1. Howard Webb.

It is unfortunate to focus on the officials involved but Blackpool will feel aggrieved about both West Ham goals. In the build-up to the first goal, Tom Ince was shoved off the ball. It was a debatable decision (and one which split the Sky Sports panel) but it could easily have been given as a free-kick. Similarly, an aerial challenge on halfway went unpunished in the run-up to Vaz Te’s winner, when a free kick could easily have been given.

2. Sam Allardyce.

Vindication for the man whose relationship with his team’s fans has certainly been strained at times this season (in his words, they were talking “bollocks” at certain points). The appointment of Allardyce was perhaps the ultimate pragmatic move from West Ham — it was always likely that his brand of football would prove unpopular with elements of the Upton Park faithful, but ultimately promotion is what mattered and he has delivered.

3. Matt Phillips.

Harsh though it is to linger on individual mistakes in a match of such magnitude, Phillips’ missed chances will live long in the memory for Blackpool fans. The young winger has had a brilliant season and many predict a move to the Premier League this summer but his profligacy when it mattered most was critical at Wembley.

4. Ian Holloway.

Where now for the Blackpool manager? Understandably, his post-match interview was a sombre and downcast affair, with the Bristolian looking utterly dejected. This was followed by a Daily Mirror column near enough demanding support and investment from his owners to continue the club’s progress. Holloway may be tempted should any Premier League clubs come calling this summer but once he’s over the disappointment, he’ll realise that it won’t take many tweaks to have this Blackpool side performing again next season, even if they lose one or two players. In this regard they can take inspiration from last season’s losing Play-Off Finalists, Reading, who recovered to win the division this season.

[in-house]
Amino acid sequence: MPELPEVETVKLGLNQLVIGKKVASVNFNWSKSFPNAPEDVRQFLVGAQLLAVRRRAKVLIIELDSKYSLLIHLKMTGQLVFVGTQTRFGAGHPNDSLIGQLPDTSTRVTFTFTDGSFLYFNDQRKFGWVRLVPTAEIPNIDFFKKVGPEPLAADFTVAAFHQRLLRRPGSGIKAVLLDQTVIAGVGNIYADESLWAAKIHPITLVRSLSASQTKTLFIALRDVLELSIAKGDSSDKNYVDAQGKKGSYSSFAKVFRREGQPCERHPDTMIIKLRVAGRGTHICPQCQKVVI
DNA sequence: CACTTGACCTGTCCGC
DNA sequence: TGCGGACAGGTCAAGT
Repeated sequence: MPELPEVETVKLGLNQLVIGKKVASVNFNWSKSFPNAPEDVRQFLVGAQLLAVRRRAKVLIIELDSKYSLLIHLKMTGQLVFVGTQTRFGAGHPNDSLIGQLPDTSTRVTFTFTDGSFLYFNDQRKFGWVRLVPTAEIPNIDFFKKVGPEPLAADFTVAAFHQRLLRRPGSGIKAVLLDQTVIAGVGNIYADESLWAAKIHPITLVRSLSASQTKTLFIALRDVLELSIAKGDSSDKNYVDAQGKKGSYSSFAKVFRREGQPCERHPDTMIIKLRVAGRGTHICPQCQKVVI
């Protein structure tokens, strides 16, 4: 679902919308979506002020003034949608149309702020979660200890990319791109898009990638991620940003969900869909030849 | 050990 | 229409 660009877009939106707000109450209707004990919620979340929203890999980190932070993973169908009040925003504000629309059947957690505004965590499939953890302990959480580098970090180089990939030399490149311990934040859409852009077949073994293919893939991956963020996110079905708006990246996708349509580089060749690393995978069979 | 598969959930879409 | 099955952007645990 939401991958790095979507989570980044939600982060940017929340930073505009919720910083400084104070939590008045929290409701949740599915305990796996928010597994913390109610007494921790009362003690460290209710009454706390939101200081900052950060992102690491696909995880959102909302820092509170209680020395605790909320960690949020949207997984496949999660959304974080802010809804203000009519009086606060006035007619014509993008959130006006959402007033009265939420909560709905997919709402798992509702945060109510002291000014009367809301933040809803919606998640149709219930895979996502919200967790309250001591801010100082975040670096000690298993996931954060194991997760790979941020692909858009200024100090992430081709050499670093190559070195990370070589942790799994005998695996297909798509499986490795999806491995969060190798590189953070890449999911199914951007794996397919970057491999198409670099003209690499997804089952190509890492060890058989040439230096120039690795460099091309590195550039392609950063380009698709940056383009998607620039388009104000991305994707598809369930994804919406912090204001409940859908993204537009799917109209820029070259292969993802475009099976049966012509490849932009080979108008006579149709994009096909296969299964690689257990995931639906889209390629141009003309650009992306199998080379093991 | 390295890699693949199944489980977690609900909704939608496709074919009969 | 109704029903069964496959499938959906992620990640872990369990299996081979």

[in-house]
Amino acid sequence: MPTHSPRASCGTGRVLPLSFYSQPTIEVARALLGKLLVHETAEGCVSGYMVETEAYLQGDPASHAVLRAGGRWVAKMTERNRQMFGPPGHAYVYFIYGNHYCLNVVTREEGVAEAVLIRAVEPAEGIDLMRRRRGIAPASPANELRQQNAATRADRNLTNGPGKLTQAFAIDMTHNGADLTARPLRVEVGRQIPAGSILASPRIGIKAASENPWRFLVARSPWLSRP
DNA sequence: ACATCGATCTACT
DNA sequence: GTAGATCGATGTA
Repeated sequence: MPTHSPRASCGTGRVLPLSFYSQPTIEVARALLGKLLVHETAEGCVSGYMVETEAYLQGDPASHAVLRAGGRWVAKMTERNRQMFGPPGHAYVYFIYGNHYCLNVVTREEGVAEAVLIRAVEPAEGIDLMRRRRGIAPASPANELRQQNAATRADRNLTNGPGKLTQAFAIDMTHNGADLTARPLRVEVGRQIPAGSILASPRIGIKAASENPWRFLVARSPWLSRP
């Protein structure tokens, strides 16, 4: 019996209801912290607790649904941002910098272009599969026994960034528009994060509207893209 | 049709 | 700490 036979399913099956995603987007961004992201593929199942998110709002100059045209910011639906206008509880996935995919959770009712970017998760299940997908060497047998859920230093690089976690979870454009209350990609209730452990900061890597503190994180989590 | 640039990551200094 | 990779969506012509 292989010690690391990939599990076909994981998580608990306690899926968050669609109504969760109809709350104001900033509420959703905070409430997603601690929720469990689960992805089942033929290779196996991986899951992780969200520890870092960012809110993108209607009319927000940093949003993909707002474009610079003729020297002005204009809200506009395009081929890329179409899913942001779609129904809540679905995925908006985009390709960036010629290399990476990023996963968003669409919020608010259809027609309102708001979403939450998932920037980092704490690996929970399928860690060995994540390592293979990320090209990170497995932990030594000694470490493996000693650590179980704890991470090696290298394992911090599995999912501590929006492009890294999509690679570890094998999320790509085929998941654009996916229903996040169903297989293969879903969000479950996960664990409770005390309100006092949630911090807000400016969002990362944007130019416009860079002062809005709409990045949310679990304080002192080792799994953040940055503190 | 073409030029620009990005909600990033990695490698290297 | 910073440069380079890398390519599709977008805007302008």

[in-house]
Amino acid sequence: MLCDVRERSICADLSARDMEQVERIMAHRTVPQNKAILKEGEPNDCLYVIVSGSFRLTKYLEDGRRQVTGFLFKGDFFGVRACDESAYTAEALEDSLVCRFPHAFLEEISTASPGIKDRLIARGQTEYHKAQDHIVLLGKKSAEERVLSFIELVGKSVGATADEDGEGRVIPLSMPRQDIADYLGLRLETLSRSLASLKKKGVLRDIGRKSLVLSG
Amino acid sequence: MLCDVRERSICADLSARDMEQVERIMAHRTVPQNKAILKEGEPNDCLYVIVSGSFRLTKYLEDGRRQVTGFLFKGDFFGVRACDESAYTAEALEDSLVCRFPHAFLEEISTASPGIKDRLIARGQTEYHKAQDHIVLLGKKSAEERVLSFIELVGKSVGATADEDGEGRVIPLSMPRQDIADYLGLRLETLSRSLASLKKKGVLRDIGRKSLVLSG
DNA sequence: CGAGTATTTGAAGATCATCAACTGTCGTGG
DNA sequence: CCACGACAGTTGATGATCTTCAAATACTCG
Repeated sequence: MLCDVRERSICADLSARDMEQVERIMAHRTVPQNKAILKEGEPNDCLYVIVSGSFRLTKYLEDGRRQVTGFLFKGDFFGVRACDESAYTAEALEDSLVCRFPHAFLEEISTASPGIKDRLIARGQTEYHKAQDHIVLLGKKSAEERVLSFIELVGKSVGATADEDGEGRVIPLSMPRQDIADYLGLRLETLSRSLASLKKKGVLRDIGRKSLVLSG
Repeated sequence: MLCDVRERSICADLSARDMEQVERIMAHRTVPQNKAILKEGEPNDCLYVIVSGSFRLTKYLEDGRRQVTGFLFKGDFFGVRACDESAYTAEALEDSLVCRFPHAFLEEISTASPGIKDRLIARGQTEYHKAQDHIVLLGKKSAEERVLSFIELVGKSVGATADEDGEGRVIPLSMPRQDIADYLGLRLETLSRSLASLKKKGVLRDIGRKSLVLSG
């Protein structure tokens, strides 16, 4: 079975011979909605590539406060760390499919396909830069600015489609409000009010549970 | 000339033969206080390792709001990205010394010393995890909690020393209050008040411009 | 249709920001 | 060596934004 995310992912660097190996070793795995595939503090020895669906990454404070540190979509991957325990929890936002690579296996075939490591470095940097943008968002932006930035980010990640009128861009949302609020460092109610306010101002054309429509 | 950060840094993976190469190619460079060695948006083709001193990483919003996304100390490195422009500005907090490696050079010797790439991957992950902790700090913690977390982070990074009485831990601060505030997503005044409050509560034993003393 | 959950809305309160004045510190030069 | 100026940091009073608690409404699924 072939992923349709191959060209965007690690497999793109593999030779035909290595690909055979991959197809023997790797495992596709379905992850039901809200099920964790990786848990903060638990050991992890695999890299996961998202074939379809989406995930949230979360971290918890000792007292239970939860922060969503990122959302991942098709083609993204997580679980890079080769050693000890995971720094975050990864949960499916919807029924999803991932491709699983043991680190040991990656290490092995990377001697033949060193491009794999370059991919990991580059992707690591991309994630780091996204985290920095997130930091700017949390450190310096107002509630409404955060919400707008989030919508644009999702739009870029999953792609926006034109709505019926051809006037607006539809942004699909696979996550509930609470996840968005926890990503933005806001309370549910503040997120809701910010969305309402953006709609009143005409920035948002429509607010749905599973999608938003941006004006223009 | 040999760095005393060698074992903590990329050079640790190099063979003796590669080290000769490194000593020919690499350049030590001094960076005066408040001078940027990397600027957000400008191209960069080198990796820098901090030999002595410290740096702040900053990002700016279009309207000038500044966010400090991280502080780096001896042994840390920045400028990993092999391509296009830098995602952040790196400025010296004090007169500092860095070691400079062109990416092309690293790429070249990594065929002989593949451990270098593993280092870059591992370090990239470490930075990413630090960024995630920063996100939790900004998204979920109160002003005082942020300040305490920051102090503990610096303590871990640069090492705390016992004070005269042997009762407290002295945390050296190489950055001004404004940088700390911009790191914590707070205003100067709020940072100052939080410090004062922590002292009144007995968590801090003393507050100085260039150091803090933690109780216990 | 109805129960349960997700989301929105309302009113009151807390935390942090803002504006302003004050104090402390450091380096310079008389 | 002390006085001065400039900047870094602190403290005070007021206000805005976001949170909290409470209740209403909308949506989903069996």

5. Ricardo Vaz Te.

Signing of the season in the Championship? You could almost argue Vaz Te has earned the award twice — first for his electric spell at Barnsley and then for his goals since joining West Ham in January. His 10th goal in 11 games and his 26th of the season was the most crucial, sending him, his manager and his club back to the Premier League. It is interesting to note that all three of the sides promoted this season signed strikers in January who made a telling impact: Jason Roberts inspired Reading, Billy Sharp’s crucial goals took some of the pressure off Rickie Lambert at Southampton, while Vaz Te impressed for West Ham before scoring the most important goal of them all.

The Seventy Two